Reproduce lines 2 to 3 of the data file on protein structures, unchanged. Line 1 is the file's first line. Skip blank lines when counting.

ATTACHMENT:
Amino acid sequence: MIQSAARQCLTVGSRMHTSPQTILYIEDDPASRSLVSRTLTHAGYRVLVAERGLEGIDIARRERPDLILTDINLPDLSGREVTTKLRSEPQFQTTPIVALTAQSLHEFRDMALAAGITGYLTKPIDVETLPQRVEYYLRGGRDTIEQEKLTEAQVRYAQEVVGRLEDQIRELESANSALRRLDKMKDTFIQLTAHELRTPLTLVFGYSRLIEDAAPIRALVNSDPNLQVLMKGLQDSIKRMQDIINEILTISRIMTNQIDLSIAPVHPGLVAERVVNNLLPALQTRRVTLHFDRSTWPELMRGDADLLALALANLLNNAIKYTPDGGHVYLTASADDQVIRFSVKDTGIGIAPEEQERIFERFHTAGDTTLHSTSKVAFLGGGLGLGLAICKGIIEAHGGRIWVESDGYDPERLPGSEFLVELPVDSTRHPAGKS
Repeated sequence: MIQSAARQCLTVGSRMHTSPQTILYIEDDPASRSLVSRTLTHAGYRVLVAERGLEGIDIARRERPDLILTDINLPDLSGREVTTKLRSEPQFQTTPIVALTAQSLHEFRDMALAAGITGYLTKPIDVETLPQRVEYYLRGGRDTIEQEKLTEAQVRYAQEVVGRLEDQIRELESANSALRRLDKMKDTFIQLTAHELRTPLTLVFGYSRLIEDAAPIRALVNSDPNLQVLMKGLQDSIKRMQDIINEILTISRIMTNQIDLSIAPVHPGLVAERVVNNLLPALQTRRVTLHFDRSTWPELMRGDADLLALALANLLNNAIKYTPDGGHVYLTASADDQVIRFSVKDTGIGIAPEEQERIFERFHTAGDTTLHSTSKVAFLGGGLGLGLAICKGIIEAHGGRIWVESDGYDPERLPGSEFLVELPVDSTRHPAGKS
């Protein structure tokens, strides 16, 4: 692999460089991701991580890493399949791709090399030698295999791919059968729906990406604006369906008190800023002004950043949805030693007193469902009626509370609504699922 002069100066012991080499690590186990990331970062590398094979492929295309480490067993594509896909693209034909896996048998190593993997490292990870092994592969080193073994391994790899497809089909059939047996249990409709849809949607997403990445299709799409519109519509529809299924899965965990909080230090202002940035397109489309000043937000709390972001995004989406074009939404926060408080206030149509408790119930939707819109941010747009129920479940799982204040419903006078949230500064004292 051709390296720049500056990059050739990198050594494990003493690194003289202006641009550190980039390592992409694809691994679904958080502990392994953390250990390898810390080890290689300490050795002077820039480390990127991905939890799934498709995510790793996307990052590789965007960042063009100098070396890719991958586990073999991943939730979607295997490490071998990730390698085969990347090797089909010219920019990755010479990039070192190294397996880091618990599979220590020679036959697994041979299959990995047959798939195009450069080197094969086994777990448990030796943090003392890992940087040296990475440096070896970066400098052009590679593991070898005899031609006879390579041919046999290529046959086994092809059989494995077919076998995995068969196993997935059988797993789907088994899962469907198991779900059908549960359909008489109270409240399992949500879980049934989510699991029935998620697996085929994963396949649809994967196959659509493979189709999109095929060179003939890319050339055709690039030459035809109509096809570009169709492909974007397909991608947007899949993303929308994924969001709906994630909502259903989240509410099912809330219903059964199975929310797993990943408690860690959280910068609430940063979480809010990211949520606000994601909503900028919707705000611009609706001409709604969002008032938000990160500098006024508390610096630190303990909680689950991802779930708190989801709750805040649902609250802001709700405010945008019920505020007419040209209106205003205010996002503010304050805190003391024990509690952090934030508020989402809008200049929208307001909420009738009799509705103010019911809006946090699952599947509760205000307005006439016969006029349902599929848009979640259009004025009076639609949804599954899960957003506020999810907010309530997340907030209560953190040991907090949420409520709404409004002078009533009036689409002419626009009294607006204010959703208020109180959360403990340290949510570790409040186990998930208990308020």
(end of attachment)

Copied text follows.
Repeated sequence: MIQSAARQCLTVGSRMHTSPQTILYIEDDPASRSLVSRTLTHAGYRVLVAERGLEGIDIARRERPDLILTDINLPDLSGREVTTKLRSEPQFQTTPIVALTAQSLHEFRDMALAAGITGYLTKPIDVETLPQRVEYYLRGGRDTIEQEKLTEAQVRYAQEVVGRLEDQIRELESANSALRRLDKMKDTFIQLTAHELRTPLTLVFGYSRLIEDAAPIRALVNSDPNLQVLMKGLQDSIKRMQDIINEILTISRIMTNQIDLSIAPVHPGLVAERVVNNLLPALQTRRVTLHFDRSTWPELMRGDADLLALALANLLNNAIKYTPDGGHVYLTASADDQVIRFSVKDTGIGIAPEEQERIFERFHTAGDTTLHSTSKVAFLGGGLGLGLAICKGIIEAHGGRIWVESDGYDPERLPGSEFLVELPVDSTRHPAGKS
């Protein structure tokens, strides 16, 4: 692999460089991701991580890493399949791709090399030698295999791919059968729906990406604006369906008190800023002004950043949805030693007193469902009626509370609504699922 002069100066012991080499690590186990990331970062590398094979492929295309480490067993594509896909693209034909896996048998190593993997490292990870092994592969080193073994391994790899497809089909059939047996249990409709849809949607997403990445299709799409519109519509529809299924899965965990909080230090202002940035397109489309000043937000709390972001995004989406074009939404926060408080206030149509408790119930939707819109941010747009129920479940799982204040419903006078949230500064004292 051709390296720049500056990059050739990198050594494990003493690194003289202006641009550190980039390592992409694809691994679904958080502990392994953390250990390898810390080890290689300490050795002077820039480390990127991905939890799934498709995510790793996307990052590789965007960042063009100098070396890719991958586990073999991943939730979607295997490490071998990730390698085969990347090797089909010219920019990755010479990039070192190294397996880091618990599979220590020679036959697994041979299959990995047959798939195009450069080197094969086994777990448990030796943090003392890992940087040296990475440096070896970066400098052009590679593991070898005899031609006879390579041919046999290529046959086994092809059989494995077919076998995995068969196993997935059988797993789907088994899962469907198991779900059908549960359909008489109270409240399992949500879980049934989510699991029935998620697996085929994963396949649809994967196959659509493979189709999109095929060179003939890319050339055709690039030459035809109509096809570009169709492909974007397909991608947007899949993303929308994924969001709906994630909502259903989240509410099912809330219903059964199975929310797993990943408690860690959280910068609430940063979480809010990211949520606000994601909503900028919707705000611009609706001409709604969002008032938000990160500098006024508390610096630190303990909680689950991802779930708190989801709750805040649902609250802001709700405010945008019920505020007419040209209106205003205010996002503010304050805190003391024990509690952090934030508020989402809008200049929208307001909420009738009799509705103010019911809006946090699952599947509760205000307005006439016969006029349902599929848009979640259009004025009076639609949804599954899960957003506020999810907010309530997340907030209560953190040991907090949420409520709404409004002078009533009036689409002419626009009294607006204010959703208020109180959360403990340290949510570790409040186990998930208990308020």